The Afghan government has demonstrated some willingness to protect domestic producers by setting tariffs and by supporting prices through procuring small quantities of wheat from farmers, reportedly to discourage opium production.
“Imposing higher tariffs or stepping up enforcement of existing border policies would necessitate investments in improved monitoring and surveillance efforts, as well as expanding and defending border checkpoints,” the ERS said. “These efforts would be costly, given Afghanistan’s rugged terrain, unstable conditions, and poor security in border areas. Even if the Afghan government were successful at providing significantly higher levels of protection for domestic producers of flour and wheat, the result would be to impose costs on consumers, with the likelihood of relatively small positive impacts on domestic production.
“Flour is Afghanistan’s key staple food, providing more than half of the calories consumed. Policies that lead to higher flour prices are likely to have adverse impacts on low-income consumers. Further, though higher wheat prices might provide some incentive for producers, they would not address the critical constraint to domestic wheat production.”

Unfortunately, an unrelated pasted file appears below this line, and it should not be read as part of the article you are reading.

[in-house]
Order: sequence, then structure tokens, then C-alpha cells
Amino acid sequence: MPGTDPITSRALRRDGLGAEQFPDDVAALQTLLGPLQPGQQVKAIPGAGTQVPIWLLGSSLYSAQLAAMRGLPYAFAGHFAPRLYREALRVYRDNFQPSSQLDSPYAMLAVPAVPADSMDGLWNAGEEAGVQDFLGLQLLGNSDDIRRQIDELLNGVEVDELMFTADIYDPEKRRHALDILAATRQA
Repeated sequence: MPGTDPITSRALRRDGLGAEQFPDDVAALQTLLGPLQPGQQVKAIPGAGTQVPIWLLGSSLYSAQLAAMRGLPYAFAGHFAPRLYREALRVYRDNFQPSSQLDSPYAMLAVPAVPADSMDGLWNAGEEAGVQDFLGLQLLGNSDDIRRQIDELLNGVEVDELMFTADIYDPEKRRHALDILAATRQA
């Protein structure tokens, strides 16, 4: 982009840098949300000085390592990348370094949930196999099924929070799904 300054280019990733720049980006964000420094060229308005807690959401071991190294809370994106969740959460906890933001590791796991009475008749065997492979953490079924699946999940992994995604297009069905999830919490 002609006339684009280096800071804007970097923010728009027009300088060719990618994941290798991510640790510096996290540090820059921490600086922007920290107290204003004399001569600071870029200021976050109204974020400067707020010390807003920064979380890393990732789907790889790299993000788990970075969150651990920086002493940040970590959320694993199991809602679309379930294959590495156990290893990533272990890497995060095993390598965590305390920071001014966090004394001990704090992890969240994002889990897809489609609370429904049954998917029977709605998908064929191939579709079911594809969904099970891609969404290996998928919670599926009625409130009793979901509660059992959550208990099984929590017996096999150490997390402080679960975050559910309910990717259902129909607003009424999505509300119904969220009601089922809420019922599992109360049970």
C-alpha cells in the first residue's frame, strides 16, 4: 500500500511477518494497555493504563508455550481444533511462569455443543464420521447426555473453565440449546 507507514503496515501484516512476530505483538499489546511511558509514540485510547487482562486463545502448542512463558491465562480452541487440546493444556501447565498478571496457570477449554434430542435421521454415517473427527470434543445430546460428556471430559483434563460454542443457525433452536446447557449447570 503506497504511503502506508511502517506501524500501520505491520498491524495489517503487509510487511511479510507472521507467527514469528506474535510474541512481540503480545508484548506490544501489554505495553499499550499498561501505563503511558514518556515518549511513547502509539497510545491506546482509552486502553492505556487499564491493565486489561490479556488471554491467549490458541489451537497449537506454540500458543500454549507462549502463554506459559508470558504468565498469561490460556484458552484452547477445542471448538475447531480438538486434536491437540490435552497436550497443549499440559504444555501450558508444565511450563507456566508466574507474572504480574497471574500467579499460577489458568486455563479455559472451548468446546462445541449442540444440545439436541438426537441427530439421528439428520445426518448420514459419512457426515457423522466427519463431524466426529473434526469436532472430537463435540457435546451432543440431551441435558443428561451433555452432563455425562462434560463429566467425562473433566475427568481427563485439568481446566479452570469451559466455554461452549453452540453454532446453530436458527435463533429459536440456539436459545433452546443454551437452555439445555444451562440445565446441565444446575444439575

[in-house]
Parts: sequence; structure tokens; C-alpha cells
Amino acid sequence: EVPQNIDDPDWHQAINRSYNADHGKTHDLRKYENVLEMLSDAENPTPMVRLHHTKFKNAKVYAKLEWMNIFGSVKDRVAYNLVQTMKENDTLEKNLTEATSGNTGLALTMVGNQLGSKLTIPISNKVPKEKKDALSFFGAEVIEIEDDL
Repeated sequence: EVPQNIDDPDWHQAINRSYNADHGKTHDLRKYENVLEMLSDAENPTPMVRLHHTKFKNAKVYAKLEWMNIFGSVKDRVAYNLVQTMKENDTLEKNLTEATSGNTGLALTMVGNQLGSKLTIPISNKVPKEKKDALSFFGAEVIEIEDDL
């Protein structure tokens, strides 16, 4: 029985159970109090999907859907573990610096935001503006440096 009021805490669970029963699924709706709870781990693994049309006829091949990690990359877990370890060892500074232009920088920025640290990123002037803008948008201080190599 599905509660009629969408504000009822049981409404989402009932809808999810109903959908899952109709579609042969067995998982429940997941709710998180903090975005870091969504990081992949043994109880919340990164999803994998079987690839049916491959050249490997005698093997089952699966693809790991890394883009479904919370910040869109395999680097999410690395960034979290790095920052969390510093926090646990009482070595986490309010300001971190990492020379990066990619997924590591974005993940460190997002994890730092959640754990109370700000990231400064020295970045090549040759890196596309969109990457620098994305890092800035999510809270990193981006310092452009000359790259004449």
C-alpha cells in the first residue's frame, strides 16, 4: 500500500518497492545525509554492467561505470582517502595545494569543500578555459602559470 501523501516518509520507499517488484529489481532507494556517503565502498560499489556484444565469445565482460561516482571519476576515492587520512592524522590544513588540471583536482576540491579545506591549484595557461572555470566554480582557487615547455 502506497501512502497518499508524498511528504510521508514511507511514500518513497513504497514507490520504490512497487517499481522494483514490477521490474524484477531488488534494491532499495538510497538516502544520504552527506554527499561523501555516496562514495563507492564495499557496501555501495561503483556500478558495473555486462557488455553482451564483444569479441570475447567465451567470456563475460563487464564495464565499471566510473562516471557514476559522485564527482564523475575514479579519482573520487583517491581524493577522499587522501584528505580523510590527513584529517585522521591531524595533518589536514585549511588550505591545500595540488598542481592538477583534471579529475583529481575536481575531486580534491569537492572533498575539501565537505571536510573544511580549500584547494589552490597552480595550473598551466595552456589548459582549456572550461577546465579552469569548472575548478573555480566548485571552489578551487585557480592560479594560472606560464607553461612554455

Conclusions reached in report
The analyses developed in the ERS report highlight the potential tradeoffs that are likely to occur between Afghan farmers, consumers and millers should the government be successful at enforcing various combinations of tariffs on wheat and flour imports. The results indicate that increased protection for millers, accomplished by raising flour tariffs without altering the wheat tariff, delivers no economic gains to farmers and only benefits millers by imposing costs on consumers.